India’s economy is among the largest in the world, ranking third in terms of GDP (PPP) in 2014 (IMF, April 2015), after China and the United States. India’s economic policy has traditionally focused on poverty reduction. From the 1950s to the 1980s, there was a drive towards large-scale industrialisation through government investment in public-sector enterprises, notably in heavy industry, aimed at providing employment and increasing self-reliance, with an emphasis on import substitution. The outcome was that India is now one of the world’s largest industrial economies, with deliberately labour-intensive systems. It also has large reserves of oil and gas; proven reserves of oil were estimated in January 2014 to be 5.7 billion barrels, and of gas, 1.4 trillion cubic metres.
However, few improvements reached the rural areas where more than 70 per cent of people live and depend on agriculture. A balance of payments crisis in 1991 led to policy reform with the emphasis on liberalisation, decentralisation and private-sector investment, increasing opportunities for small- and medium-scale enterprises to strengthen markets and create employment at the grass-roots level.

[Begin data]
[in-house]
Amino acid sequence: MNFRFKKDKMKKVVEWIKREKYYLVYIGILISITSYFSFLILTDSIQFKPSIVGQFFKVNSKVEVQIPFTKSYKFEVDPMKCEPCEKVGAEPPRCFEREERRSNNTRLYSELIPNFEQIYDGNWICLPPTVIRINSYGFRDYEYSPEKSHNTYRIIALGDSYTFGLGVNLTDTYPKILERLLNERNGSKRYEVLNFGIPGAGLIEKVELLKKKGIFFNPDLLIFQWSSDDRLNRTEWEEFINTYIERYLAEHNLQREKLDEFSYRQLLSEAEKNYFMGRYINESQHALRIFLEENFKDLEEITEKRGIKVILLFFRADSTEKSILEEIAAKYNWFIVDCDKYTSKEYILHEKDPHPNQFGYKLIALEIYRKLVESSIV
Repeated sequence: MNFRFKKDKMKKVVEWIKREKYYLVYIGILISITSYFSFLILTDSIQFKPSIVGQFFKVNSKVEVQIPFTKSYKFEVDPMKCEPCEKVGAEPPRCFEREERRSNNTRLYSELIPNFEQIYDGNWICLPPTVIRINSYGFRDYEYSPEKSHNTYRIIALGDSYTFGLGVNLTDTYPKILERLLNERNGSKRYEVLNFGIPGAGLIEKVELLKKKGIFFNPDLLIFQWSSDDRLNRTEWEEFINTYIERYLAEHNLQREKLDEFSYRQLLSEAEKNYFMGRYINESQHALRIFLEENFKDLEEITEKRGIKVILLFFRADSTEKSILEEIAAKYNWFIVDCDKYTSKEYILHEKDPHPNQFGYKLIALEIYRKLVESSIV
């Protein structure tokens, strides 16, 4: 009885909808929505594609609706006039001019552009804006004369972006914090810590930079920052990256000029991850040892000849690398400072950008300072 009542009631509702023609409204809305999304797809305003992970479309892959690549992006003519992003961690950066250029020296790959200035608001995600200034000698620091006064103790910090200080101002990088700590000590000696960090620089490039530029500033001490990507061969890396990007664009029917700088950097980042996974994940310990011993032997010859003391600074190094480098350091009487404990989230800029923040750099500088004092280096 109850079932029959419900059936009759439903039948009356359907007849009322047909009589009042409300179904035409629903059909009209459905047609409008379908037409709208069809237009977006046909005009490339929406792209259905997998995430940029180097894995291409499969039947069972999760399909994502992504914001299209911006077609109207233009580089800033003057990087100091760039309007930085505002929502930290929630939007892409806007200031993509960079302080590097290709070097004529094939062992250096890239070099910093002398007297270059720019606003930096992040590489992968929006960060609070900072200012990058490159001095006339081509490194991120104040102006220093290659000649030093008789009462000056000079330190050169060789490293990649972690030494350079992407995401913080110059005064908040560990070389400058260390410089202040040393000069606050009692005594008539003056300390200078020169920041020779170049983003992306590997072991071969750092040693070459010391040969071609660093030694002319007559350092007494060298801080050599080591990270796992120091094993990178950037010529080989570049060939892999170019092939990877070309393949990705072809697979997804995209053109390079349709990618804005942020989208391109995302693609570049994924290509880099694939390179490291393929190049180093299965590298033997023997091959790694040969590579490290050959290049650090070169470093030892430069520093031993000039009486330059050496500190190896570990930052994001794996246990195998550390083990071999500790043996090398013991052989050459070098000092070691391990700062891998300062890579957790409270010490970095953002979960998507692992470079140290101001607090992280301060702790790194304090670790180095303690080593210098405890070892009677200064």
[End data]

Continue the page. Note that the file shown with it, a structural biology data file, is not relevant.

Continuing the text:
During the 1990s the government made some progress with deregulation of trade and industry and privatisation of both infrastructure (including power generation, ports, roads and airlines) and the many inefficient state enterprises, and generally maintained macroeconomic discipline of containing inflation and current-account deficits. At the same time new industries, especially software development, grew rapidly.
However, the government proceeded more slowly with liberalising the financial sector and reforming labour law. In the 2000s progress was stalled due to lack of support for the economic reforms in the governing National Democratic Alliance, especially for labour market reform and further privatisation. In May 2004, the new Indian National Congress-led government announced that there would be no more privatisations of profitable state enterprises and others would be decided case by case.
After the first period of adjustment in the early 1990s, the economy began to enjoy strong export-led growth. India was relatively little affected by the Asian financial crisis of the late 1990s. The economy has expanded rapidly during the 2000s; during 2009–13 growth averaged 7.0 per cent p.a. The country was relatively unaffected by the global economic downturn of 2008–09; growth dipped in 2008 to 3.9 per cent, but grew strongly again in 2009 (8.5 per cent) and 2010 (10.3 per cent). From 2011 (6.6 per cent) it moderated but continued at more than five per cent p.a. in 2012–15.